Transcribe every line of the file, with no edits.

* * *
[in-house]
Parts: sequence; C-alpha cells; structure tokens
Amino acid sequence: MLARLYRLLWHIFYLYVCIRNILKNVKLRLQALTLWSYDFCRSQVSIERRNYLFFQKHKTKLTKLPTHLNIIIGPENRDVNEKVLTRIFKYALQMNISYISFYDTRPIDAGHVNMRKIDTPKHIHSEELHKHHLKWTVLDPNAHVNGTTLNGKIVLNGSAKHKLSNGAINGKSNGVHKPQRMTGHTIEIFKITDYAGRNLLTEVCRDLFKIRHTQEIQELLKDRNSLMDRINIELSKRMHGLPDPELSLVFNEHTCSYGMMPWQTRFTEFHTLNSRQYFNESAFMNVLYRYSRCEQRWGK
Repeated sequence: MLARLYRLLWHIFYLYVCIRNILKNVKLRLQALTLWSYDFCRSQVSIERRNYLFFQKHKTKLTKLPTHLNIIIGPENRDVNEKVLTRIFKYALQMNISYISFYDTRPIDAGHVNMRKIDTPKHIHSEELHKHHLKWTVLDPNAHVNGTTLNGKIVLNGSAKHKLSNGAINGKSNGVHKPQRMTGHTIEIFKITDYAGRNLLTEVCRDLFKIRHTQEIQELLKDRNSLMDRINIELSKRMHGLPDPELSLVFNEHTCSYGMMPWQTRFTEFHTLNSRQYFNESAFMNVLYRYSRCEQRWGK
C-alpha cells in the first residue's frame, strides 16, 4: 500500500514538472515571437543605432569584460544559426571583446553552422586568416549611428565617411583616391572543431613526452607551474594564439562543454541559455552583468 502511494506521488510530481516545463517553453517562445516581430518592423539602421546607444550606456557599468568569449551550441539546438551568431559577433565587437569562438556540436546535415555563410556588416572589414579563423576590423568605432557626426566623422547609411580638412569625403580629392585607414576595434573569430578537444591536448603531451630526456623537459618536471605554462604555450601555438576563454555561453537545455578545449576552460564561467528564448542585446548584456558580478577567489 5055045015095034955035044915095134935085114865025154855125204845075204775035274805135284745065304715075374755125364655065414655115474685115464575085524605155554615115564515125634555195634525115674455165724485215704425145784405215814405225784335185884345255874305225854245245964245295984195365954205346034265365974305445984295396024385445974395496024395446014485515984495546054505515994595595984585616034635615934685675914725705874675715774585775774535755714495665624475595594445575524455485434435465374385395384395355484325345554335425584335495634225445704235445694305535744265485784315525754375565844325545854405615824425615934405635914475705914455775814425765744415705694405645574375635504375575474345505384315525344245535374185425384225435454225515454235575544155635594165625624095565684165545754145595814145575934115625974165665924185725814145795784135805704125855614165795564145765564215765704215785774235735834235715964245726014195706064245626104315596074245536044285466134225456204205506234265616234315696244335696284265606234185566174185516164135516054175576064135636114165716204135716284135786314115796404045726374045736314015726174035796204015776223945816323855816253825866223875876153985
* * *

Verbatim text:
[in-house]
Parts: sequence; C-alpha cells; structure tokens
Amino acid sequence: MLARLYRLLWHIFYLYVCIRNILKNVKLRLQALTLWSYDFCRSQVSIERRNYLFFQKHKTKLTKLPTHLNIIIGPENRDVNEKVLTRIFKYALQMNISYISFYDTRPIDAGHVNMRKIDTPKHIHSEELHKHHLKWTVLDPNAHVNGTTLNGKIVLNGSAKHKLSNGAINGKSNGVHKPQRMTGHTIEIFKITDYAGRNLLTEVCRDLFKIRHTQEIQELLKDRNSLMDRINIELSKRMHGLPDPELSLVFNEHTCSYGMMPWQTRFTEFHTLNSRQYFNESAFMNVLYRYSRCEQRWGK
Repeated sequence: MLARLYRLLWHIFYLYVCIRNILKNVKLRLQALTLWSYDFCRSQVSIERRNYLFFQKHKTKLTKLPTHLNIIIGPENRDVNEKVLTRIFKYALQMNISYISFYDTRPIDAGHVNMRKIDTPKHIHSEELHKHHLKWTVLDPNAHVNGTTLNGKIVLNGSAKHKLSNGAINGKSNGVHKPQRMTGHTIEIFKITDYAGRNLLTEVCRDLFKIRHTQEIQELLKDRNSLMDRINIELSKRMHGLPDPELSLVFNEHTCSYGMMPWQTRFTEFHTLNSRQYFNESAFMNVLYRYSRCEQRWGK
C-alpha cells in the first residue's frame, strides 16, 4: 500500500514538472515571437543605432569584460544559426571583446553552422586568416549611428565617411583616391572543431613526452607551474594564439562543454541559455552583468 502511494506521488510530481516545463517553453517562445516581430518592423539602421546607444550606456557599468568569449551550441539546438551568431559577433565587437569562438556540436546535415555563410556588416572589414579563423576590423568605432557626426566623422547609411580638412569625403580629392585607414576595434573569430578537444591536448603531451630526456623537459618536471605554462604555450601555438576563454555561453537545455578545449576552460564561467528564448542585446548584456558580478577567489 5055045015095034955035044915095134935085114865025154855125204845075204775035274805135284745065304715075374755125364655065414655115474685115464575085524605155554615115564515125634555195634525115674455165724485215704425145784405215814405225784335185884345255874305225854245245964245295984195365954205346034265365974305445984295396024385445974395496024395446014485515984495546054505515994595595984585616034635615934685675914725705874675715774585775774535755714495665624475595594445575524455485434435465374385395384395355484325345554335425584335495634225445704235445694305535744265485784315525754375565844325545854405615824425615934405635914475705914455775814425765744415705694405645574375635504375575474345505384315525344245535374185425384225435454225515454235575544155635594165625624095565684165545754145595814145575934115625974165665924185725814145795784135805704125855614165795564145765564215765704215785774235735834235715964245726014195706064245626104315596074245536044285466134225456204205506234265616234315696244335696284265606234185566174185516164135516054175576064135636114165716204135716284135786314115796404045726374045736314015726174035796204015776223945816323855816253825866223875876153985